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  • Writer's pictureMax Markowitz

The Souvenir Part II

An Everlasting Guardian Angel Film

See It Or Skip It: See It

Most films about great artists paint them as these mad creative geniuses whose work dictates their entire lives. British film director, Joanna Hoggs is not such an artist. There’s nothing wrong with aiming upwards but aiming forward as it has its own high level of complexity. Hoggs has always found complexity in the ordinary and eventually the stories that reside inside what is often ignored found their way into her work.

In 2019 Hoggs gave audiences Part I of The Souvenir, a semi-autobiographical account of her years at film school in the early 1980s. Julie (Honor Swinton Byrne) is an ambitious and clever student just as Hoggs was. The Souvenir followed her relationship with Anthony (Tom Burke), a handsome and charismatic older man and her first big love. Anthony had a very severe heroin addiction that for much of Part I was the prime focus of Julie’s world. The extent of her loyalty was so beautiful which was a very uncomfortable feeling because it was also so unhealthy. No level of loyalty or love would have been enough as Anthony’s addiction eventually kills him leaving Julie devastated.

Part II begins not long after Part I ends. Julie is grieving at her parent’s (Tilda Swinton & James Spencer Ashworth) home but ready to return to her film studies. She decides to base her graduation film on her relationship with Anthony as a memorial. As the director, she must re-examine her relationship with Anthony and come to terms with what she finds. Part II focuses heavily on Julie trying to make it through her grief intact but what Hoggs has done here is brilliantly use it as a visual into what making films is like. A good deal of Part II takes place at Julie’s school and if she’s not on the set, she’s in the editing room or anywhere else she and her cast and crew engage.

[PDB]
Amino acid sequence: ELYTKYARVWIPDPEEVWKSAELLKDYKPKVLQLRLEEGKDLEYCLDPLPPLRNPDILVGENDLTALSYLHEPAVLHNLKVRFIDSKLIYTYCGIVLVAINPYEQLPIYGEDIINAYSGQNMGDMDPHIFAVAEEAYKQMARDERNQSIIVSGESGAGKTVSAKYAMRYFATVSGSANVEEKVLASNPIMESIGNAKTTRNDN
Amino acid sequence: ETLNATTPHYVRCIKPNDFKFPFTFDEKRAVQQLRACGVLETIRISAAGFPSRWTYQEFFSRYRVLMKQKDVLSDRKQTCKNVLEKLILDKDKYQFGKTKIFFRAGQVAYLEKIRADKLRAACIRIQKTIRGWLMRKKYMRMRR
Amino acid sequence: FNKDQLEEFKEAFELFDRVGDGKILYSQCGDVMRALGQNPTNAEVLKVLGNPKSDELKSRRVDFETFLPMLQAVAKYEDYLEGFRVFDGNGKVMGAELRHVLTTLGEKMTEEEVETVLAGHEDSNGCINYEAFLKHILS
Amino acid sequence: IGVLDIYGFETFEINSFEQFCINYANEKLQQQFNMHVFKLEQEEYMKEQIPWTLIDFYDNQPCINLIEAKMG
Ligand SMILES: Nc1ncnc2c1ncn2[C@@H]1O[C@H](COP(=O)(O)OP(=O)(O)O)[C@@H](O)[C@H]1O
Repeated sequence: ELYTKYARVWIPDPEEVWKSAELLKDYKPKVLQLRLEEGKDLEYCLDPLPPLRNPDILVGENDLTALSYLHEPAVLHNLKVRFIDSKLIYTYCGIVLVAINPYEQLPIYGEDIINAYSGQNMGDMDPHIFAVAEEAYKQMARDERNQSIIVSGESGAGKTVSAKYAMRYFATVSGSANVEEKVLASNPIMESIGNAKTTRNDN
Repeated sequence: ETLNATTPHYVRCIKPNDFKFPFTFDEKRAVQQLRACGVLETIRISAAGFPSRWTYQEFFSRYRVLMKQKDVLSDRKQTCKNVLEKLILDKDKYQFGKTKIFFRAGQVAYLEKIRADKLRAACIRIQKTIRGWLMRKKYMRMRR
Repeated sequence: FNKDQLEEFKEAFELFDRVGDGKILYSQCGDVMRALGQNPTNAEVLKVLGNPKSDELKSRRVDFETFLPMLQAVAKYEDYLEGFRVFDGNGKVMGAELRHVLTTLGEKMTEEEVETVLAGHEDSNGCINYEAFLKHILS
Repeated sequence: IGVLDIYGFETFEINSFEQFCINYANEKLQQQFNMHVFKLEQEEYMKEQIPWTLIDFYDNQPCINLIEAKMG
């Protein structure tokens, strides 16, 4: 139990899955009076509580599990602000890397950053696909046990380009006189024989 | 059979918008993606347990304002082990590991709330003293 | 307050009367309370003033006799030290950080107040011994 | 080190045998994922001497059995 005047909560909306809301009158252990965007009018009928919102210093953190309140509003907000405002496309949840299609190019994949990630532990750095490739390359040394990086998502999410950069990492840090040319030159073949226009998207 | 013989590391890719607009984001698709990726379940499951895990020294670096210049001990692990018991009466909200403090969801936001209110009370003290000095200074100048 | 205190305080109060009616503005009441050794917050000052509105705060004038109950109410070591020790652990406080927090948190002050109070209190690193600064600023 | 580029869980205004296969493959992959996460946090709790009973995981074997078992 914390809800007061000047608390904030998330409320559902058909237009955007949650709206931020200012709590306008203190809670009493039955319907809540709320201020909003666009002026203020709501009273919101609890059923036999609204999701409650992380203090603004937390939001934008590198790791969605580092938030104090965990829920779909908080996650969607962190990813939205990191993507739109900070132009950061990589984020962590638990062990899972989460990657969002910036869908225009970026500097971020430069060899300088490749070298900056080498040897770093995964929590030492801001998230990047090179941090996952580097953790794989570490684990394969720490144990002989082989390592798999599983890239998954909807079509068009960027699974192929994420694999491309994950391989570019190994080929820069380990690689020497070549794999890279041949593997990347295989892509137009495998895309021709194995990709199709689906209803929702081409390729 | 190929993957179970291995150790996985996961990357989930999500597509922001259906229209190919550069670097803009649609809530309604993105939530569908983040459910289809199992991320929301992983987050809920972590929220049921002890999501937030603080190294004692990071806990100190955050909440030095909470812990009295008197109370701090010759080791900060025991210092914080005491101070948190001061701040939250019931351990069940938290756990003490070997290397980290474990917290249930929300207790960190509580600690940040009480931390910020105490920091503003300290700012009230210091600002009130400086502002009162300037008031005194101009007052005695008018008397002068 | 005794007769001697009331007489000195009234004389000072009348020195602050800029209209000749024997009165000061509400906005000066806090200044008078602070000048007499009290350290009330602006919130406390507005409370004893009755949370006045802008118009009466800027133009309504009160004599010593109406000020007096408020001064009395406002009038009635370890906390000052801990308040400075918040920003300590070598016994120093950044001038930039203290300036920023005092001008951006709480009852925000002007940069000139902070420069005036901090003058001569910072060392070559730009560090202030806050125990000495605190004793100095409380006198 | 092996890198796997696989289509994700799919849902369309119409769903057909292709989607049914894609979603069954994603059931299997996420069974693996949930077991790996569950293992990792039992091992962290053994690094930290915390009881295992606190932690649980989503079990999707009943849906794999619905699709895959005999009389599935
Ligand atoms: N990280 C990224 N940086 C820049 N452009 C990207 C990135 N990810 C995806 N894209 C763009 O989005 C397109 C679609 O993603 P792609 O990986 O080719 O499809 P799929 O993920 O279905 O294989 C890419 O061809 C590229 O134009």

By the end of Part I, we really do feel that we know who Julie is but Part II shows things we may not have picked up on because like her, we were too focused on her mission to help someone who couldn’t be saved. Part II offers a brighter glimpse into her other important relationships, especially with Tilda Swinton’s Rosalind. Honor Swinton Byrne (Tilda Swinton’s real daughter) and Tilda Swinton’s scenes together have such a sincere warmth to them that is truly from another era. Just that indescribable portrayal of kindness and genuine interest towards one another is a form of respect that just doesn’t exist anymore. If it does, it’s hidden away where it may never be seen again. I watch these two actors in their craft and there’s depth but no drama.

They get along so well because there's so much of both of them in one another and they find joy in that. Just sitting on the couch together gives them a platform to find themselves among the vast inner landscapes of their emotions.

Julie: How did you feel when Anthony died?

Rosalind: I was very concerned for you.

Julie: No, not what I felt, what did you feel?